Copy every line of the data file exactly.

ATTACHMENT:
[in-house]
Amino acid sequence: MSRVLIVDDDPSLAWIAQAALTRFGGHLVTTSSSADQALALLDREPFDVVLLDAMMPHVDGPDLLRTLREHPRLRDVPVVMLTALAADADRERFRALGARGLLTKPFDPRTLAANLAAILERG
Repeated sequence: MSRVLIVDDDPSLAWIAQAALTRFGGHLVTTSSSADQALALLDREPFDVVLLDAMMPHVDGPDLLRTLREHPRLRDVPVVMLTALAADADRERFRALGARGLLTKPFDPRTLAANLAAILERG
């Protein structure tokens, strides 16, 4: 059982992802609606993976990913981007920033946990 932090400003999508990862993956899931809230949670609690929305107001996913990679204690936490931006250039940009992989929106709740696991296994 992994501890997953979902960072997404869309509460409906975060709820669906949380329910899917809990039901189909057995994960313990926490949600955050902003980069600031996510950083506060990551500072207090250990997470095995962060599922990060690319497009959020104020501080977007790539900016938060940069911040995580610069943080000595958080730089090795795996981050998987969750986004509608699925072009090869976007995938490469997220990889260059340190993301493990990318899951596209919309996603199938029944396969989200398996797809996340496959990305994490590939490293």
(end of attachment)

[in-house]
Amino acid sequence: MSRVLIVDDDPSLAWIAQAALTRFGGHLVTTSSSADQALALLDREPFDVVLLDAMMPHVDGPDLLRTLREHPRLRDVPVVMLTALAADADRERFRALGARGLLTKPFDPRTLAANLAAILERG
Repeated sequence: MSRVLIVDDDPSLAWIAQAALTRFGGHLVTTSSSADQALALLDREPFDVVLLDAMMPHVDGPDLLRTLREHPRLRDVPVVMLTALAADADRERFRALGARGLLTKPFDPRTLAANLAAILERG
């Protein structure tokens, strides 16, 4: 059982992802609606993976990913981007920033946990 932090400003999508990862993956899931809230949670609690929305107001996913990679204690936490931006250039940009992989929106709740696991296994 992994501890997953979902960072997404869309509460409906975060709820669906949380329910899917809990039901189909057995994960313990926490949600955050902003980069600031996510950083506060990551500072207090250990997470095995962060599922990060690319497009959020104020501080977007790539900016938060940069911040995580610069943080000595958080730089090795795996981050998987969750986004509608699925072009090869976007995938490469997220990889260059340190993301493990990318899951596209919309996603199938029944396969989200398996797809996340496959990305994490590939490293």